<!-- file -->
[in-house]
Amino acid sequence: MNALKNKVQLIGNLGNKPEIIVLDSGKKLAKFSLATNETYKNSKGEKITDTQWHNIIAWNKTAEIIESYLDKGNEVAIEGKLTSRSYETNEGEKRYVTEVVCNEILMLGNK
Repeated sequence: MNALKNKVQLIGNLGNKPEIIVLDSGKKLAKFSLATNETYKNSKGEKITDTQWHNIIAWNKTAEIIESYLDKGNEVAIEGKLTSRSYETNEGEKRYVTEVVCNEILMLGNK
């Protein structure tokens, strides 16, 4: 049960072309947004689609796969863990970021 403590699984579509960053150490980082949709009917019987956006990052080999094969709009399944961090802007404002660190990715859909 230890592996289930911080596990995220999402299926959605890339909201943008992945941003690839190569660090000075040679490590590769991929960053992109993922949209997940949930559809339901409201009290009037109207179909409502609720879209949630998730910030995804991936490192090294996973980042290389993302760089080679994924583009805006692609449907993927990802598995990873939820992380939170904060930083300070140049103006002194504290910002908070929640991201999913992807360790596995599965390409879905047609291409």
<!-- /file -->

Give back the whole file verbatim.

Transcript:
[in-house]
Amino acid sequence: MNALKNKVQLIGNLGNKPEIIVLDSGKKLAKFSLATNETYKNSKGEKITDTQWHNIIAWNKTAEIIESYLDKGNEVAIEGKLTSRSYETNEGEKRYVTEVVCNEILMLGNK
Repeated sequence: MNALKNKVQLIGNLGNKPEIIVLDSGKKLAKFSLATNETYKNSKGEKITDTQWHNIIAWNKTAEIIESYLDKGNEVAIEGKLTSRSYETNEGEKRYVTEVVCNEILMLGNK
């Protein structure tokens, strides 16, 4: 049960072309947004689609796969863990970021 403590699984579509960053150490980082949709009917019987956006990052080999094969709009399944961090802007404002660190990715859909 230890592996289930911080596990995220999402299926959605890339909201943008992945941003690839190569660090000075040679490590590769991929960053992109993922949209997940949930559809339901409201009290009037109207179909409502609720879209949630998730910030995804991936490192090294996973980042290389993302760089080679994924583009805006692609449907993927990802598995990873939820992380939170904060930083300070140049103006002194504290910002908070929640991201999913992807360790596995599965390409879905047609291409």